Geneva – The Southern Transitional Council (STC) forcibly displacing residents in the Jabal al-Faris neighborhood of Crater city in the Aden governorate, southern Yemen, is a matter of great concern, Euro-Mediterranean Human Rights Monitor said in a statement.

Euro-Med Monitor received information that STC forces had set dozens of houses on fire in the Jabal al-Faras neighborhood after displacing their residents by force of arms. 

   The displacement of the local population and the displaced in Aden is a dangerous practice prohibited by international humanitarian law and human rights law that may amount to a war crime.   

Anas Jerjawi, Euro-Med Monitor’s Chief Operations Officer


Residents of the neighborhood told the Euro-Med Monitor team that on October 12, the STC forces ordered dozens of families to evacuate their homes and leave the area to transform it into a military site. At the same time, they demolished a number of houses sheltering local residents after forcing them out, the residents said.

A large number of the displaced residing in the neighborhood came from the areas of Taiz, Hodeidah, Tihama, and Mocha, where the battles forced them to flee, and after an arduous journey, they ended up renting or owning homes in the Jabal Al-Faras. Now, they are facing an unknown fate after the decision to displace them.

Activist, Abdel-Fattah Saleh, a resident of Crater, told Euro-Med Monitor that “after the STC forces regained control over the neighborhoods of Crater, citizens from Jabal al-Faras were ordered to evacuate their homes and leave the Aden Governorate, while they demolished some wooden and simple houses that had been inhabited by some residents to spread fear in the hearts of the population.”

Some of the displaced people whose simple homes were demolished are now living in the streets, while others were forced to leave their homes and go to neighboring areas, fearful of the threats they received in case they refuse to comply with the order,” he said.

The STC forces have carried out raids and arrest operations since October 9 in the neighborhoods of Crater, after putting down an armed rebellion led by Imam al-Nubi, a former leader of STC. The clashes erupted on October 2, lasted for at least one day, and ended with six people killed, including a child, according to local reports.

The STC forces are systematically displacing some of the areas they control to serve their undeclared goals. Forced displacements were recorded in a number of areas in the south of the country, most prominently of which was the discriminatory displacement of dozens of Yemenis from Socotra island last year to impose certain demographic realities on the ground.

For weeks, areas in southern Yemen have witnessed popular demonstrations protesting against the difficult living and economic conditions and demanding an improvement to the living conditions of the population. But the STC and the Yemeni government dealt with the protests with excessive violence, including live bullets. Several people were killed and wounded as a result.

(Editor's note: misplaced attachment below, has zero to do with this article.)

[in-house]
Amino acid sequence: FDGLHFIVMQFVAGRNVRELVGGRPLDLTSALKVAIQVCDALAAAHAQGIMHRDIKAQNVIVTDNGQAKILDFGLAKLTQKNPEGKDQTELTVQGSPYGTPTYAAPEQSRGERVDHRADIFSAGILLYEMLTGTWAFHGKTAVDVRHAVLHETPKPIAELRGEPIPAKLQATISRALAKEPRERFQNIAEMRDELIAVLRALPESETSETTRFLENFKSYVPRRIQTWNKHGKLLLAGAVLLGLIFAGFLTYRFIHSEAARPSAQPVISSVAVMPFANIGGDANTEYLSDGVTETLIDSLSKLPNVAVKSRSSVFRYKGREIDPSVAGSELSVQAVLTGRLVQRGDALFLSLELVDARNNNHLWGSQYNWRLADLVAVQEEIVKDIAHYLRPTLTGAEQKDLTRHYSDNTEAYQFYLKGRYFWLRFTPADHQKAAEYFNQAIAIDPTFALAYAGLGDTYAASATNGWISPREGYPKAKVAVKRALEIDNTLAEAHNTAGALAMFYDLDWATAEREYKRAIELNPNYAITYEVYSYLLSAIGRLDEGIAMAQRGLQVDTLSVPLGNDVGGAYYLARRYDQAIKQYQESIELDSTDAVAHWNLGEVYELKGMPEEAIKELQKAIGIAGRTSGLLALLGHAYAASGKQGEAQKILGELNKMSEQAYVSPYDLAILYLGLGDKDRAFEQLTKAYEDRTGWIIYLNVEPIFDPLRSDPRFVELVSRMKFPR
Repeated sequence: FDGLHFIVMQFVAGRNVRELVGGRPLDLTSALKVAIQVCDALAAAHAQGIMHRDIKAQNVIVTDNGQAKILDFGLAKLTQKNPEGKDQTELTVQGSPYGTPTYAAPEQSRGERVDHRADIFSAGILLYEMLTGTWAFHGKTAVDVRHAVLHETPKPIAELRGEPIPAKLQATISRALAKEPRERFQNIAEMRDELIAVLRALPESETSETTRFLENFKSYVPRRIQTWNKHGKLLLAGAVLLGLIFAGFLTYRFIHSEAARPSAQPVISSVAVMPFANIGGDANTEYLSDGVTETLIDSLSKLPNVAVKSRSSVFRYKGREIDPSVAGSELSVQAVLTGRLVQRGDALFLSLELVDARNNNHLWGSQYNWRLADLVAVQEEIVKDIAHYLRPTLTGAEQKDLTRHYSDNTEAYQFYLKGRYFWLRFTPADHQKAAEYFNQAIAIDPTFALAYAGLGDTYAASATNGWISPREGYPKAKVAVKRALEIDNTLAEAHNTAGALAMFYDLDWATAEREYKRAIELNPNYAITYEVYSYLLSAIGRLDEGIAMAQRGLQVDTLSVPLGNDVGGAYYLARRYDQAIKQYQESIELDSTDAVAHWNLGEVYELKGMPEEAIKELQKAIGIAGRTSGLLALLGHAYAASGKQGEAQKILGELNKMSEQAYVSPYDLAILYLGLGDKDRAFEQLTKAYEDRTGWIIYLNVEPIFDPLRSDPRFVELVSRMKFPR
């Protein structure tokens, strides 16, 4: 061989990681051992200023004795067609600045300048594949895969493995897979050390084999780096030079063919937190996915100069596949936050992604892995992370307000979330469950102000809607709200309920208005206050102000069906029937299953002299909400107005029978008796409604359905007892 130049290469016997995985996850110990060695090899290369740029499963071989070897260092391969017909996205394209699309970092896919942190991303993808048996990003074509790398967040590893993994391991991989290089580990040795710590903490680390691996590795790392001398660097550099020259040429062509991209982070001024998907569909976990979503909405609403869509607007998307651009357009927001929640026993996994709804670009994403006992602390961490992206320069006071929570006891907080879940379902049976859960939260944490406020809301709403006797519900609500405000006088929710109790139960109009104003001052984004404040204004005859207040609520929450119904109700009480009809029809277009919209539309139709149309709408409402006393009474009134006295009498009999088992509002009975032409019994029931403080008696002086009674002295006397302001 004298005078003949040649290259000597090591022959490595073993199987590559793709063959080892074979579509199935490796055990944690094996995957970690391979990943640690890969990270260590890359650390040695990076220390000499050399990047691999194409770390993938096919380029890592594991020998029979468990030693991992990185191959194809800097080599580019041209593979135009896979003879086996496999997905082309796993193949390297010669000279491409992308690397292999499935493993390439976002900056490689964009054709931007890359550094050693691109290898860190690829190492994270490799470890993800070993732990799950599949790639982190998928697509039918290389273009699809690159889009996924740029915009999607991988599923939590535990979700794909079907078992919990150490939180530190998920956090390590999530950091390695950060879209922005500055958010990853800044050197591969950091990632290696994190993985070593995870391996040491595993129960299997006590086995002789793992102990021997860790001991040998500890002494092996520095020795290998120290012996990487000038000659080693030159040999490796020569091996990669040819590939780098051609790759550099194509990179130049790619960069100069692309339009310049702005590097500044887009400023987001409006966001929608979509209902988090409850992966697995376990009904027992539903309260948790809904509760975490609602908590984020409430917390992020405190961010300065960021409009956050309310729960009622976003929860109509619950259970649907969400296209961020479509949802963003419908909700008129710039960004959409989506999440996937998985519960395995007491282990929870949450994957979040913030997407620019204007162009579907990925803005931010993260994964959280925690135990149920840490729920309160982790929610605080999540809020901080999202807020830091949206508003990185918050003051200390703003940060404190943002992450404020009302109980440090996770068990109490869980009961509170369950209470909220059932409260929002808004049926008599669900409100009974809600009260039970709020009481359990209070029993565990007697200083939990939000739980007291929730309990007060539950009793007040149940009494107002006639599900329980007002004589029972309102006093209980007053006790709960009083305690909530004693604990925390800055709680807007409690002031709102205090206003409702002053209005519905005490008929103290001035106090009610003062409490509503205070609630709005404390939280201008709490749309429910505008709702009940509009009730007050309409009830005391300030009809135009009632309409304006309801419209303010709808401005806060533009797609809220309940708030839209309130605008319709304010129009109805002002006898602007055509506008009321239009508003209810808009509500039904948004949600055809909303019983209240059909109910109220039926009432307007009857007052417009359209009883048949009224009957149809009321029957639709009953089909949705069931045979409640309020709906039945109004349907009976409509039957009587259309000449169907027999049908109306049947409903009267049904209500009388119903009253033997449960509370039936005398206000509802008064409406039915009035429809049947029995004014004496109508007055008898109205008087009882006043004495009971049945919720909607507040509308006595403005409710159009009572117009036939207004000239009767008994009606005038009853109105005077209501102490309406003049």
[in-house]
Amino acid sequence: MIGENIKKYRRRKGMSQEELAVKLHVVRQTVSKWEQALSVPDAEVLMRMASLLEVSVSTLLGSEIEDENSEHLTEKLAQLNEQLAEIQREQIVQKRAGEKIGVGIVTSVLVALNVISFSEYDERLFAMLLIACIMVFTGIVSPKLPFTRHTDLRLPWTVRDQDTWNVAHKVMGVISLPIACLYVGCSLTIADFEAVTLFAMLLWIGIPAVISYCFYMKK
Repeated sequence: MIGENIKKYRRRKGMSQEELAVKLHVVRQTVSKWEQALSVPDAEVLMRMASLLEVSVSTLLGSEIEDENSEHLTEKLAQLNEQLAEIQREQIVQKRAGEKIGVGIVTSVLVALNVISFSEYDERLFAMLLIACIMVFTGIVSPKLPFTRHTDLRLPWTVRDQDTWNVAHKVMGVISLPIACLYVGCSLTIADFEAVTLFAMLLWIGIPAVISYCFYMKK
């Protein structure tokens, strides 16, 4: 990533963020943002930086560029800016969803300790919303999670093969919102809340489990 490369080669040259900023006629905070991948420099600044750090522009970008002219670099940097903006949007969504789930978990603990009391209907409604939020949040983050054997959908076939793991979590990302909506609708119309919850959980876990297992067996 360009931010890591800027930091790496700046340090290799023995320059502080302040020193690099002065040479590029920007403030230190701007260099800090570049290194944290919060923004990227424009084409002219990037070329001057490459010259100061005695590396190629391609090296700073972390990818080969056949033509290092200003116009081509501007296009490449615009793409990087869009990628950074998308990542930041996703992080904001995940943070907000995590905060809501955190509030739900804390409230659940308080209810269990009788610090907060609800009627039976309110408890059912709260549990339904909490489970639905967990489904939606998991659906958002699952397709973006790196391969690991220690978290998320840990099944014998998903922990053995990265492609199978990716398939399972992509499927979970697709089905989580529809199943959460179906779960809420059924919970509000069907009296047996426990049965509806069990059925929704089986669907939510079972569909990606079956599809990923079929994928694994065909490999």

Euro-Med Monitor’s Chief Operations Officer, Anas Aljerjawi, said, “The displacement of the local population and the displaced in Aden is a dangerous practice prohibited by international humanitarian law and human rights law that may amount to a war crime.”

“Displacing those who are already displaced will aggravate their suffering and deepen their plight,” he said. “Most of those who were ordered to evacuate their homes are already poor and vulnerable, but they are now facing a new challenge of finding shelters or accommodation.

Forced displacement is a crime against humanity according to international humanitarian law. The Rome Statute of the International Criminal Court that states that “For the purpose of this Statute, "crime against humanity" means any of the following acts when committed as part of a widespread or systematic attack directed against any civilian population, with knowledge of the attack: […] (d) Deportation or forcible transfer of population […].”

Additionally, Article 49 of the Fourth Geneva Convention of 1949 prohibited the forcible mass or individual transfer of persons or their deportation from their areas of residence to other lands.

The STC should stop its forced displacement policy immediately, respect the protection guaranteed to civilians under the rules of international humanitarian law, and end all practices that may contribute to complicating the humanitarian situation in the areas it controls.

The United Nations should pressure the parties and countries that can influence the STC to lift their political cover for its arbitrary practices, push towards respecting the rights of Yemenis, and hold all those responsible for the complex violations witnessed in the areas of the STC control accountable.